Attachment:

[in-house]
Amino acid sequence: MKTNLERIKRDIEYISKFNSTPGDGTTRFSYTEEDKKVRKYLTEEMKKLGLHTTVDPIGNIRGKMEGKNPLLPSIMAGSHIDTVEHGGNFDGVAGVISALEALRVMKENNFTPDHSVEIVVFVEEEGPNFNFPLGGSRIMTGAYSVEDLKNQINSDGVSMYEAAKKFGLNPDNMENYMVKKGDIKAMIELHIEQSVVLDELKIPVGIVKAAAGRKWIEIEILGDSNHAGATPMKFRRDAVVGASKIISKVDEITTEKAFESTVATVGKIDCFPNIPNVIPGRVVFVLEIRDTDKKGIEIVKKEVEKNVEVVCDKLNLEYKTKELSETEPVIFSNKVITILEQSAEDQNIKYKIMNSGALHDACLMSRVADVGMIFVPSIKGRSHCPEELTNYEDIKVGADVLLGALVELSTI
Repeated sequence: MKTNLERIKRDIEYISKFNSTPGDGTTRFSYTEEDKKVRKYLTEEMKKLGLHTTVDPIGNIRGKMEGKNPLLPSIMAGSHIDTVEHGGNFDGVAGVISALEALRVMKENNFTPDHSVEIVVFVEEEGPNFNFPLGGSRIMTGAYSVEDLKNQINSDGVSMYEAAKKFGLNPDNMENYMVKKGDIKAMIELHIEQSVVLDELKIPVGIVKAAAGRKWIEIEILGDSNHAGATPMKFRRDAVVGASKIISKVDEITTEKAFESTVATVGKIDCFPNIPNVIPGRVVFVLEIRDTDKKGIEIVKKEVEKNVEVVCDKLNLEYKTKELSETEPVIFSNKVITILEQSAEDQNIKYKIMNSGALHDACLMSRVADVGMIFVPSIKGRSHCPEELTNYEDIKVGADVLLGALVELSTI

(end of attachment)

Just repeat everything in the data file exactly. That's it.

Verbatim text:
[in-house]
Amino acid sequence: MKTNLERIKRDIEYISKFNSTPGDGTTRFSYTEEDKKVRKYLTEEMKKLGLHTTVDPIGNIRGKMEGKNPLLPSIMAGSHIDTVEHGGNFDGVAGVISALEALRVMKENNFTPDHSVEIVVFVEEEGPNFNFPLGGSRIMTGAYSVEDLKNQINSDGVSMYEAAKKFGLNPDNMENYMVKKGDIKAMIELHIEQSVVLDELKIPVGIVKAAAGRKWIEIEILGDSNHAGATPMKFRRDAVVGASKIISKVDEITTEKAFESTVATVGKIDCFPNIPNVIPGRVVFVLEIRDTDKKGIEIVKKEVEKNVEVVCDKLNLEYKTKELSETEPVIFSNKVITILEQSAEDQNIKYKIMNSGALHDACLMSRVADVGMIFVPSIKGRSHCPEELTNYEDIKVGADVLLGALVELSTI
Repeated sequence: MKTNLERIKRDIEYISKFNSTPGDGTTRFSYTEEDKKVRKYLTEEMKKLGLHTTVDPIGNIRGKMEGKNPLLPSIMAGSHIDTVEHGGNFDGVAGVISALEALRVMKENNFTPDHSVEIVVFVEEEGPNFNFPLGGSRIMTGAYSVEDLKNQINSDGVSMYEAAKKFGLNPDNMENYMVKKGDIKAMIELHIEQSVVLDELKIPVGIVKAAAGRKWIEIEILGDSNHAGATPMKFRRDAVVGASKIISKVDEITTEKAFESTVATVGKIDCFPNIPNVIPGRVVFVLEIRDTDKKGIEIVKKEVEKNVEVVCDKLNLEYKTKELSETEPVIFSNKVITILEQSAEDQNIKYKIMNSGALHDACLMSRVADVGMIFVPSIKGRSHCPEELTNYEDIKVGADVLLGALVELSTI